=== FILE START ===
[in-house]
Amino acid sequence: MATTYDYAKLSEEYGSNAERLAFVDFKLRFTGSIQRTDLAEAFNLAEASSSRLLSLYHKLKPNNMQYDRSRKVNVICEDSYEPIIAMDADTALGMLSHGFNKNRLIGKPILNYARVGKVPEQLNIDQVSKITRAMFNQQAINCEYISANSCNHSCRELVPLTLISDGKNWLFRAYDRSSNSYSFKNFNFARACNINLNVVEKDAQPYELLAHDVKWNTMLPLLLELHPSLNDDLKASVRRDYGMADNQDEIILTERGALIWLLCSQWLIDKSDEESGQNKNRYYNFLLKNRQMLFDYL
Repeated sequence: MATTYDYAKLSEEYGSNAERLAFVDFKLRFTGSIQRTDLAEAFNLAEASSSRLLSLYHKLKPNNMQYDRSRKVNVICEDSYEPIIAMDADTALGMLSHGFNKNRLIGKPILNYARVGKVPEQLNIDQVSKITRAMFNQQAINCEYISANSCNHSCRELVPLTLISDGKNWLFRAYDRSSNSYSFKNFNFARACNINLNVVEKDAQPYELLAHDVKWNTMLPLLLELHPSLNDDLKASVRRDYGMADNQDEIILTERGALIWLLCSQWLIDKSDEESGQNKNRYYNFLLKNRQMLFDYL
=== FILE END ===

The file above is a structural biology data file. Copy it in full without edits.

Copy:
[in-house]
Amino acid sequence: MATTYDYAKLSEEYGSNAERLAFVDFKLRFTGSIQRTDLAEAFNLAEASSSRLLSLYHKLKPNNMQYDRSRKVNVICEDSYEPIIAMDADTALGMLSHGFNKNRLIGKPILNYARVGKVPEQLNIDQVSKITRAMFNQQAINCEYISANSCNHSCRELVPLTLISDGKNWLFRAYDRSSNSYSFKNFNFARACNINLNVVEKDAQPYELLAHDVKWNTMLPLLLELHPSLNDDLKASVRRDYGMADNQDEIILTERGALIWLLCSQWLIDKSDEESGQNKNRYYNFLLKNRQMLFDYL
Repeated sequence: MATTYDYAKLSEEYGSNAERLAFVDFKLRFTGSIQRTDLAEAFNLAEASSSRLLSLYHKLKPNNMQYDRSRKVNVICEDSYEPIIAMDADTALGMLSHGFNKNRLIGKPILNYARVGKVPEQLNIDQVSKITRAMFNQQAINCEYISANSCNHSCRELVPLTLISDGKNWLFRAYDRSSNSYSFKNFNFARACNINLNVVEKDAQPYELLAHDVKWNTMLPLLLELHPSLNDDLKASVRRDYGMADNQDEIILTERGALIWLLCSQWLIDKSDEESGQNKNRYYNFLLKNRQMLFDYL